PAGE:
A review and video of the Jayco Pinnacle 36REQS fifth wheel is now live on www.RVBuddies.net.
“Jayco has stepped up its game with the Pinnacle,” says Mark Summers, executive producer of RV Buddies. “This entry into the higher end of fifth-wheels brings a lot of quality and value at a very competitive price.”
The 36REQS features a large living area with a pop-up HDTV and fireplace, comfortable sofa and two large, residential recliners. The kitchen of the review model was fully-loaded with convection microwave and double-door refrigerator. There is ample counter-space to prepare a feast.
Topside is a side-bath with guest entry and a private door to the bedroom. This model was fitted with a residential king size bed and the cedar-lined wardrobe gave the space a very cozy feeling.
Elkhart County’s workmanship was on display this week at the 48th Annual National RV Trade Show in Louisville, Ky.
In two sports arenas, hallways, meeting rooms and expansive convention space, 318 exhibitors who make anything and everything for RVs had their goods on display. Of those exhibitors, at least 83 were from Elkhart County, the Goshen (Ind.) News reported.
In a hallway at the Kentucky Exposition Center, Mike Blankinship held up a flexible light strip with a bright yellow glow. It got people’s attention.
Blankinship is national sales manager for Vista Manufacturing in Elkhart. The company makes and distributes light strips of all types. Mirrored glass panels lit with imbedded LED lights, as well as a curvey mirror with white lights sparkling like the stars in the Big Dipper, drew plenty of attention from passersby. One woman stopped, moved her finger around the mirror and told her husband, “Oh, I really like that.”
At the RV show, which ended Thursday, suppliers attempted to get their products noticed by manufacturers and manufacturers attempted to get their products noticed by dealers. Dealers walked and talked a lot. They went from manufacturer to manufacturer looking for good deals and good products.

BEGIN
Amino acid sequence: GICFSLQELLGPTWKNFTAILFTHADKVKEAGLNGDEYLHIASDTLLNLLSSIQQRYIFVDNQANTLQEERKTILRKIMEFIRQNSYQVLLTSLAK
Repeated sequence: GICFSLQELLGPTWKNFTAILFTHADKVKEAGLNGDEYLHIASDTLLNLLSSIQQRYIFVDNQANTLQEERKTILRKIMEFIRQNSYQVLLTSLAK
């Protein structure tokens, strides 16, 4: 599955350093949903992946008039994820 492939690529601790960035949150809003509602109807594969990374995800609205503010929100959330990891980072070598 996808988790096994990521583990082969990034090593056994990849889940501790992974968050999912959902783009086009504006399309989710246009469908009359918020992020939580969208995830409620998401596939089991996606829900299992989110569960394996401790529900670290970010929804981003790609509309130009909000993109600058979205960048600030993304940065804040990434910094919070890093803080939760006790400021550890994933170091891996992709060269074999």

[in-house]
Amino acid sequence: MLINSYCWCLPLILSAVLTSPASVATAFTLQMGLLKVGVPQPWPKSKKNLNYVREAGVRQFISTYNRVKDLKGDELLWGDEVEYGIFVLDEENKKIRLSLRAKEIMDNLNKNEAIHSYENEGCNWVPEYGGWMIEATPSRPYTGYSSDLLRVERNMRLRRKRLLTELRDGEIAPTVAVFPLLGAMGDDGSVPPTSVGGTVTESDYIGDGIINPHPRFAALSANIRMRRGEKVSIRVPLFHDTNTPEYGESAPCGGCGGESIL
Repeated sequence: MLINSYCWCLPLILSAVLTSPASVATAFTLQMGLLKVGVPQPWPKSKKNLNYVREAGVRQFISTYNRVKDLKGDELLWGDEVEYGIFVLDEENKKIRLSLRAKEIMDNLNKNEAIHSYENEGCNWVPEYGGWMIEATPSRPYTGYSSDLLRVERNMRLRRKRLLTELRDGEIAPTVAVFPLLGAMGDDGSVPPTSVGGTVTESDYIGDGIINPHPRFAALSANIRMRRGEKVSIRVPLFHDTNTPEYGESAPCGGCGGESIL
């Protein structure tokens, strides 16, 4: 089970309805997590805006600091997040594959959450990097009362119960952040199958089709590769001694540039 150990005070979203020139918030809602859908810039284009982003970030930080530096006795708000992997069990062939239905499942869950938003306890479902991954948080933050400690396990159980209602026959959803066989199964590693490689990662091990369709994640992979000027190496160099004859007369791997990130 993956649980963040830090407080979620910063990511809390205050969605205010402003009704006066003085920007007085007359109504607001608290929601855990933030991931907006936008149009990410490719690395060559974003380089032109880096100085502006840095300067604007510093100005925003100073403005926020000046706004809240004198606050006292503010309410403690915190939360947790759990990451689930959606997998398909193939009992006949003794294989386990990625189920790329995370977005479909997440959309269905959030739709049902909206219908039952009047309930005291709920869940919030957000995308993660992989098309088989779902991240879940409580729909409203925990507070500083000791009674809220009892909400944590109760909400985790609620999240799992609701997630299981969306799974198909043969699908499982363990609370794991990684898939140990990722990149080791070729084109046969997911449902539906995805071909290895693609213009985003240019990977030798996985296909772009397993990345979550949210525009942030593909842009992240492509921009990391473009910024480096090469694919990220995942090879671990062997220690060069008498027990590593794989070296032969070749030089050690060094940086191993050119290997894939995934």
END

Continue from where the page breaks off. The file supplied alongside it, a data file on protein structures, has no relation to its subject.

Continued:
In this endless cycle of supply and demand, demand and supply, a dizzying array of products made in Elkhart County were on display. There were massive Class A motorhomes more than 40 feet long that cost close to $1 million. There were also the tiny LED lights that Blankinship was hawking.
The company’s offerings were a mix of products made in Elkhart and those that come from overseas, where Blankinship said the cheap labor makes local production of some lights unprofitable. But Vista workers take those imported LED products and put their own stamp on them.
“We bring it in and take it and adapt it to what the customer requires,” Blankinship said.
That may mean filling an order for 50 custom strip lights, or creating a clear plastic molding to hold the lights inside an RV.
That kind of service keeps the company of about 30 employees going. And the RV show was obviously important to Vista workers.
“The more we sell,” Blankinship said, “the more work we have.”
Demand ‘gone crazy’
Nearby in Hall 1, a model Class A RV was attracting many sets of eyes. The Miller brothers, Ryan and Darren, were showing off their family business, Paul’s Welding Inc. of Nappanee. The model RV was a prop for the steel fabricated industrial lift systems and work stations the company designs for and installs in RV plants.